April 2014: As another summer approaches, the first major stirrings of mixed opinion about the popularity of Birkenstocks. A writer for the The Man Repeller writes about (still) wanting a pair, and J.Crew features white Birkenstocks in their Style Guide accompanied with the headline, Comeback Kicks. You Heard It Here First. Birkenstocks will be everywhere this summer.” Meanwhile, Racked  says “the ship has sailed” to purchase a pair of Birkenstocks, and that Tevas are the next big thing, echoing Vogue’s 2013 prediction.

June 2014: The fashion world was officially already moved on, but not to Tevas, but to clogs. Vogue declares clogs as the shoe of the summer.

What strikes me most about this timeline, especially compared with Google Trends, is that according to the fashion world, Birkenstocks are already “over” when the average consumer is just becoming aware of them. Birkenstocks had their moment in the high-fashion world during Summer 2013, but it wasn’t until Summer 2014 that the trend trickled down to the average consumer and mass retailers like J.Crew. And while the the much-discussed Céline runway show in fall 2012 is largely credited as the tipping point for the revival, the Birkenstock resurgence started percolating as far back as 2011, and perhaps even as early as 2007.

Which begs the question, if the fashion world has already declared the Birkenstock as “out,” how long will the sandal continue to make headlines with the average consumer? The rise and fall of Birkenstocks is eerily similar to the scene above in The Devil Wears Prada; one major fashion designer starts a trend, which is then adopted by other designers, and then picked up by mass retailers and mainstream shoppers.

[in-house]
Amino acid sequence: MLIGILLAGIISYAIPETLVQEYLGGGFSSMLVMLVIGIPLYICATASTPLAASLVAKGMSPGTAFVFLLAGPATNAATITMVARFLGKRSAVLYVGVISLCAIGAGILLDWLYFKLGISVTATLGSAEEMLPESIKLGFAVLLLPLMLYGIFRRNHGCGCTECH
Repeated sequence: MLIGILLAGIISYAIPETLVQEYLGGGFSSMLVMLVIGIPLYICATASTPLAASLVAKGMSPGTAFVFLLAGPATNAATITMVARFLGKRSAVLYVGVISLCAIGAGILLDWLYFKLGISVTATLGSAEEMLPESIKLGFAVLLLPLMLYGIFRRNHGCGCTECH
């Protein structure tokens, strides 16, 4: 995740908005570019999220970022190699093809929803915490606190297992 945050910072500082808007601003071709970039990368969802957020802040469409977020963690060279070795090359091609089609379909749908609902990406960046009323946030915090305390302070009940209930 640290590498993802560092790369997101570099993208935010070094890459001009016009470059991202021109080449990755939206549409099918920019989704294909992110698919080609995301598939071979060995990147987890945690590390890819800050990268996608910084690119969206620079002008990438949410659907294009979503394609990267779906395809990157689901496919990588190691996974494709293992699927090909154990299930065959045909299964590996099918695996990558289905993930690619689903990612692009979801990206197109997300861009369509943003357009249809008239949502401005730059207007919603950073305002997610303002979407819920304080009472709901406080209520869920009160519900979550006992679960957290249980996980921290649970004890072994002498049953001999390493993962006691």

Because of J.Crew’s proclamation that Birkenstocks will be everywhere in summer 2014, we can surmise that the trend, although falling, is not yet dead. J.Crew sits somewhere between high-end and accessible in the fashion world, so Birkenstocks still have some life before they catch fever with the average, department-store shopping consumer.

If the scene in The Devil Wears Prada and the subsequent rise and fall of Birkenstocks is any indication, fashion trends are years in the making. Which brings me to my final thought: Birkenstocks aren’t new, and never fully disappeared. Many people have worn Birkenstocks for more than a decade, and are now wearing “trendy” shoes not because they are fashionable, but because they never bothered to throw out their old pair. Could the trend cycle be so long that they, these loyal yet unfashionable Birkenstock consumers, held onto their sandals long enough to inspire the fashion world?

I’m fascinated with how trends form, and the difference between early adopters and mainstream consumers. While trend cycles differ by industry, it’s a similar pattern whether you’re in the fashion world or the tech world. The Vogue editors and high-fashion trend setters of the world are a small subset of the total shopping population, as are the early adopters and startup backers in the tech industry. The Birkenstocks trend sits in parallel with that of Yelp adoption; although the online local search guide has been one of the more popular startups to come out of Silicon Valley, adoption is far from ubiquitous, evidenced by the publishing of their “Top 100 Places to Eat” list. Trends don’t percolate overnight, and while early adopters set a trend in motion, they don’t determine its success. This is evidenced by the many high-fashion creations that never leave the realm of runways and haute couture, and the graveyard of startups that never gain critical mass.